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Orchard Management of Fruit Flies
2022/3/15 15:40:34

Orchard Management of Fruit Flies

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Fruit flies are one of the world’s most destructive horticultural pests. They are present in most countries and attack many types of fruit, as well as fruiting vegetables, ornamentals and some nuts. Fruit fly larvae (maggots) damages the fruit internally, causing it to ripen prematurely and rot. Up to 100% of fruit may be damaged by fruit fly when infestations are uncontrolled.


Signs of fruit fly infection

Fruit fly can affect a whole range of fruit that you may grow on your property including apples, stone fruit, figs, grapes, citrus and tomatoes. Signs that your fruit may be affected include:

² Pinprick holes (‘stings’) in fruit

² Visible larvae

² Rotting and fallen fruit

² Flying adult insects

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Fruit fly life cycle

There are four stages to the life cycle of fruit flies, and each stage can affect your crops:


The female adult fly lays eggs into the maturing and ripening fruit of the host plant. You probably won't notice eggs in your fruit, although you may be able to spot puncture wounds.


The eggs hatch into larvae within a few days, and the larvae feed on the flesh of the fruit which causes the fruit to prematurely ripen and rot. This is the most likely stage that you would recognize the presence of fruit fly in your fruit if you cut it open.


As the fruit ripens and rots, it falls to the ground. Fully mature larvae leave the fruit and burrow into the soil to pupate. In the soil, larvae become inactive and change into oval, light to dark brown, hard pupae, in which adult flies develop.


Adult flies may emerge from the pupae in as little as a week in warm weather, or a few months later in cooler seasons. You may be able to recognize adult flies landing on or hovering around fruit, looking for the nourishment they need to reach maturity and breed in your next crop.

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Fruit fly management methods


Pruning fruit trees keeps them to a manageable size to allow easier harvesting of fruit and application of netting, cover sprays or baits.


Early harvesting

Planting early-maturing produce and harvesting early in the season removes host fruit before fruit flies become more active as temperatures increase.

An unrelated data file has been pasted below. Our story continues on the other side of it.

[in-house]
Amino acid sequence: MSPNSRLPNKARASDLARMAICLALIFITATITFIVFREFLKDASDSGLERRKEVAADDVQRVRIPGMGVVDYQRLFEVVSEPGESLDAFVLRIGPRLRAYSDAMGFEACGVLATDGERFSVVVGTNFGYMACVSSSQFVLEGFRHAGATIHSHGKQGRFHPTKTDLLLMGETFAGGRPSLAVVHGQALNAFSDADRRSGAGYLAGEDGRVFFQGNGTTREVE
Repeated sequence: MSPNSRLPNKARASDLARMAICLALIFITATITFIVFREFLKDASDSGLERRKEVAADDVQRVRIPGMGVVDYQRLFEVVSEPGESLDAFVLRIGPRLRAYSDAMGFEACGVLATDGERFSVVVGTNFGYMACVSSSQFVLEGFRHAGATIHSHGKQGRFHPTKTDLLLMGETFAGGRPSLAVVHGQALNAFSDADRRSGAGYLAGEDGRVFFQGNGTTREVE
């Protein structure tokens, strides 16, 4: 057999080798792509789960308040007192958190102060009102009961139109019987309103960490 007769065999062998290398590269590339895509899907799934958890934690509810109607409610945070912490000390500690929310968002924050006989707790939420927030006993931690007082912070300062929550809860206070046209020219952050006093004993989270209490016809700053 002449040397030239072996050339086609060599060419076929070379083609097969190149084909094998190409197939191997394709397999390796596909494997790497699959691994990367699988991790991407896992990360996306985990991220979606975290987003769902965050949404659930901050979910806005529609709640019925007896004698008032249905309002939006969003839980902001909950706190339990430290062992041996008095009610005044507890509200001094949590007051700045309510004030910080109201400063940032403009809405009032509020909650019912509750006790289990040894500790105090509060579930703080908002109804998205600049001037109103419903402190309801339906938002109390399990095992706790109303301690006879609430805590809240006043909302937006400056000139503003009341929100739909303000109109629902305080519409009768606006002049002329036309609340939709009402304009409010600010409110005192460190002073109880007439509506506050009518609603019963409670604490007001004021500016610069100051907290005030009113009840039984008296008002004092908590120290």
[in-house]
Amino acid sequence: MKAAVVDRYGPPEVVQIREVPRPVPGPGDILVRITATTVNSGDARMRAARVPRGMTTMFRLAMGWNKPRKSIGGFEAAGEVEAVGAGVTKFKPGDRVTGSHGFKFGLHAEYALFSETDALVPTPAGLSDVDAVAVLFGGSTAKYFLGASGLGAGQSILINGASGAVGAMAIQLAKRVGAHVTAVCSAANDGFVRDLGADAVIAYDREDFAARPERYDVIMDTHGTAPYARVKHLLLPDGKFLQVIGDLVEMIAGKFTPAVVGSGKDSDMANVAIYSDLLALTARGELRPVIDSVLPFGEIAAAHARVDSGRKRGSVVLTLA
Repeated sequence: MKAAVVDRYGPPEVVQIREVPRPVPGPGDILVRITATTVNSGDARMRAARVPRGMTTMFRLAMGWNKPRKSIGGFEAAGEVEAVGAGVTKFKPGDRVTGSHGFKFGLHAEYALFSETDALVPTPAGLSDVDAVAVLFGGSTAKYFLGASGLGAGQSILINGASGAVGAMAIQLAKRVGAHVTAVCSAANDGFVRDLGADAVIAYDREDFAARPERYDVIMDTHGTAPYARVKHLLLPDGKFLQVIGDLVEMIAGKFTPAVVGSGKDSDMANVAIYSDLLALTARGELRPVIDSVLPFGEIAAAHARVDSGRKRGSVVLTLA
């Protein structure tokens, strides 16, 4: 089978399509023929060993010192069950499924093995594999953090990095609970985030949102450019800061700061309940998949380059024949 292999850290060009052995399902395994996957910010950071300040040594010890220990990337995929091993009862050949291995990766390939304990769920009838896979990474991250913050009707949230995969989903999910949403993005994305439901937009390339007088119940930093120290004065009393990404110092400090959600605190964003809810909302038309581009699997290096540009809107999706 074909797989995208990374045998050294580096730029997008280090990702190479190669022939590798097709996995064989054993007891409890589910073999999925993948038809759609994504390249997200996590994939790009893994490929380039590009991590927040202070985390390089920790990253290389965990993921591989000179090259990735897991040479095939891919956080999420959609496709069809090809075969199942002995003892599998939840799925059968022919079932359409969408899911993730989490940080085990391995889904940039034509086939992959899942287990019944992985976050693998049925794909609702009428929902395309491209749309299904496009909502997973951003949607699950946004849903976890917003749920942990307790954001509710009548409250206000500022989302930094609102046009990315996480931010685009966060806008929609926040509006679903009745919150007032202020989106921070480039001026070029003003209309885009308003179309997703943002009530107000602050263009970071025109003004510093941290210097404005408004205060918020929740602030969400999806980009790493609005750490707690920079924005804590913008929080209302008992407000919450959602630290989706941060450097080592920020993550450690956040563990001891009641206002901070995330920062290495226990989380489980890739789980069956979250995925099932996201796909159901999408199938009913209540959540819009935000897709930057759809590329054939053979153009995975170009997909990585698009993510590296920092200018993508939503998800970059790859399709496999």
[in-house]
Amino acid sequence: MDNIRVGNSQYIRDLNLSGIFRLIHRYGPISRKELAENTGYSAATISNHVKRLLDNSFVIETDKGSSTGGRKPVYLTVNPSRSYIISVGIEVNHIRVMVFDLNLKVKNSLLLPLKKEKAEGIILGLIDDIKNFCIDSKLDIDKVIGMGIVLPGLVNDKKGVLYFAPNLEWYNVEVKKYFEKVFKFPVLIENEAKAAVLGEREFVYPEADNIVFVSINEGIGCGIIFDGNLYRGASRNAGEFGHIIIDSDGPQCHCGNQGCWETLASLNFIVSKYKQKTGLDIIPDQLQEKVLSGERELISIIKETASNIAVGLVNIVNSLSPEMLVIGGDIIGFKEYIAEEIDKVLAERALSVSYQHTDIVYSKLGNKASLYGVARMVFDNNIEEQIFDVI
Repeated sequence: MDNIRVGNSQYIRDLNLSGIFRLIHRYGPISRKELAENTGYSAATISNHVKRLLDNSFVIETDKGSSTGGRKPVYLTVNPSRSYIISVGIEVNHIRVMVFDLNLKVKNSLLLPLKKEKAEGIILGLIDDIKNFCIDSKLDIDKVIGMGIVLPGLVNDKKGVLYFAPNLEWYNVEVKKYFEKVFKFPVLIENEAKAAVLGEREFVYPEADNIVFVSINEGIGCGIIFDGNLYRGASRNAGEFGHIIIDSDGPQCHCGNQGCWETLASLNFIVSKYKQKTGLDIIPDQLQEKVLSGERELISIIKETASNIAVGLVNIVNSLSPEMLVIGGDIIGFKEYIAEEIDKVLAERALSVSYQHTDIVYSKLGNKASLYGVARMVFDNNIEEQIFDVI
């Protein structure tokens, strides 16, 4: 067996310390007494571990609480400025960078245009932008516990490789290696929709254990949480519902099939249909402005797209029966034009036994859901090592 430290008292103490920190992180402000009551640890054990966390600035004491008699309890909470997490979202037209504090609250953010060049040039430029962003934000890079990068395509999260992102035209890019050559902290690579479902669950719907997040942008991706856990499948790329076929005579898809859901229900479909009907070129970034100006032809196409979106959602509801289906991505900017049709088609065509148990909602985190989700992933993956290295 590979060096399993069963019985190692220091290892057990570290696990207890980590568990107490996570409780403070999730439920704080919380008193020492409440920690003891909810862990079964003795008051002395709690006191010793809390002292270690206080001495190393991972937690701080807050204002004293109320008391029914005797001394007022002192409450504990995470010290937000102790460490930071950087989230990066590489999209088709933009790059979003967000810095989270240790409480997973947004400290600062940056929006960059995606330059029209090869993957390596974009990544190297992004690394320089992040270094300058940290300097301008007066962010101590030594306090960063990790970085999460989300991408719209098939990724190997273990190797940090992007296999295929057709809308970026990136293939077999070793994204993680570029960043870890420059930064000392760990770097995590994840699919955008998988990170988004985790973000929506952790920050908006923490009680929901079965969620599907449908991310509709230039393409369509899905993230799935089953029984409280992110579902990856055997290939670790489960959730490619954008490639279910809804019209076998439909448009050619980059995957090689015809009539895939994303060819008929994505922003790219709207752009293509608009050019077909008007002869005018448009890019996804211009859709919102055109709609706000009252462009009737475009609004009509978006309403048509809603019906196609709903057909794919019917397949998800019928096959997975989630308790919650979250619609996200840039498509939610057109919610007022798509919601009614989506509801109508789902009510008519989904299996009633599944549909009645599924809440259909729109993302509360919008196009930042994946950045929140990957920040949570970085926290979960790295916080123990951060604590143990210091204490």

Using physical barriers to stop fruit flies from reaching your fruit and vegetables. This can include mosquito nets covering the whole tree and secured to the trunk, and bags and sleeves placed directly over the fruit you want to keep and secured with wires, pegs or string. You do need to ensure there is a gap between the netting and the fruit as enterprising female fruit flies can pierce the fruit through the netting.


Garden hygiene

Collect and destroy any rotting or unwanted host fruit, whether it is on the ground or still on the plant.  Destroy any maggots by sealing in a plastic bag and leaving in the sun for up to a week, or freezing for two days before putting into garbage. Do not compost infected fruit or put it into your worm farm.


Cover spraying

Cover sprays are generally applied to foliage and developing fruit to destroy eggs and larvae. 


Traps and baits

Traps and attractants are designed to lure and kill fruit flies, and work by placing traps on host trees and other sites around the garden to draw fruit flies away from host produce. Baits can be also be used to reduce fruit fly numbers. Baits consist of a protein attractant mixed with an insecticide which is spot-sprayed onto the trunks or foliage of host plants. Adult flies are attracted to the bait droplets as a food source and killed by the insecticide.


King’s A bait, taking advantage of the fact that adults need to supplement a large amount of high-protein nutrients, an optimized feeding formula was developed, and high-efficiency and low-toxic biological pesticides (Abamectin 0.1%) were added at the same time.


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The Control Efficacy

Area Wide Control Program of Bactrocera minax in Guzhang County, Hunan Province, China from 2011 to 2019, apply in orchard (135 hectares) of Chinese honey orange, ponkan, navel orange, efficacy and yield are showed as followed:

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Comparison of control effects and yield increase


Average fruit damage rate in 2019 (%)

Average fruit damage rate in 2010 (%)

Yield increase (kg/ha)

Yield increase rate (%)

Chinese honey orange










Navel orange





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